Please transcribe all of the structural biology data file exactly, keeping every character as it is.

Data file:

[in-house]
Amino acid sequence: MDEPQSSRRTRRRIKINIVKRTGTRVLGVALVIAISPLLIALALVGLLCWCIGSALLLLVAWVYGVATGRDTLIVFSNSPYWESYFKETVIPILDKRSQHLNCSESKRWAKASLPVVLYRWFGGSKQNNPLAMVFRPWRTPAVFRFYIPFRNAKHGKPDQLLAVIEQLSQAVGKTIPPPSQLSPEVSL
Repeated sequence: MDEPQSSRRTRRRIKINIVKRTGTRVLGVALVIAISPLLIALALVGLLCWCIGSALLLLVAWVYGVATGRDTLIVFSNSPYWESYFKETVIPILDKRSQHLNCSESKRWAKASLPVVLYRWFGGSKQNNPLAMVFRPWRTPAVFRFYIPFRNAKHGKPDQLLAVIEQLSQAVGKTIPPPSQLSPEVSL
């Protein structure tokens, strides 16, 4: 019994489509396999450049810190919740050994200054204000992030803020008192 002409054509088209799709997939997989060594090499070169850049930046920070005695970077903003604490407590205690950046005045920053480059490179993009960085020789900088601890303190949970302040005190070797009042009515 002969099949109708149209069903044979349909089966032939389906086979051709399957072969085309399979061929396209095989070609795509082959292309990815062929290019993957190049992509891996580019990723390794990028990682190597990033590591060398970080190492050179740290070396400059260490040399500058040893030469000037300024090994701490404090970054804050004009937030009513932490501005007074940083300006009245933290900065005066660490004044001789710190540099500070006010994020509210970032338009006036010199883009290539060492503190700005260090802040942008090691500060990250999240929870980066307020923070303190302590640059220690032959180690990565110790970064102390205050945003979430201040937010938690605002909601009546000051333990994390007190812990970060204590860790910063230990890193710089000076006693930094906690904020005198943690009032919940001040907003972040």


[in-house]
Amino acid sequence: MDEPQSSRRTRRRIKINIVKRTGTRVLGVALVIAISPLLIALALVGLLCWCIGSALLLLVAWVYGVATGRDTLIVFSNSPYWESYFKETVIPILDKRSQHLNCSESKRWAKASLPVVLYRWFGGSKQNNPLAMVFRPWRTPAVFRFYIPFRNAKHGKPDQLLAVIEQLSQAVGKTIPPPSQLSPEVSL
Repeated sequence: MDEPQSSRRTRRRIKINIVKRTGTRVLGVALVIAISPLLIALALVGLLCWCIGSALLLLVAWVYGVATGRDTLIVFSNSPYWESYFKETVIPILDKRSQHLNCSESKRWAKASLPVVLYRWFGGSKQNNPLAMVFRPWRTPAVFRFYIPFRNAKHGKPDQLLAVIEQLSQAVGKTIPPPSQLSPEVSL
């Protein structure tokens, strides 16, 4: 019994489509396999450049810190919740050994200054204000992030803020008192 002409054509088209799709997939997989060594090499070169850049930046920070005695970077903003604490407590205690950046005045920053480059490179993009960085020789900088601890303190949970302040005190070797009042009515 002969099949109708149209069903044979349909089966032939389906086979051709399957072969085309399979061929396209095989070609795509082959292309990815062929290019993957190049992509891996580019990723390794990028990682190597990033590591060398970080190492050179740290070396400059260490040399500058040893030469000037300024090994701490404090970054804050004009937030009513932490501005007074940083300006009245933290900065005066660490004044001789710190540099500070006010994020509210970032338009006036010199883009290539060492503190700005260090802040942008090691500060990250999240929870980066307020923070303190302590640059220690032959180690990565110790970064102390205050945003979430201040937010938690605002909601009546000051333990994390007190812990970060204590860790910063230990890193710089000076006693930094906690904020005198943690009032919940001040907003972040």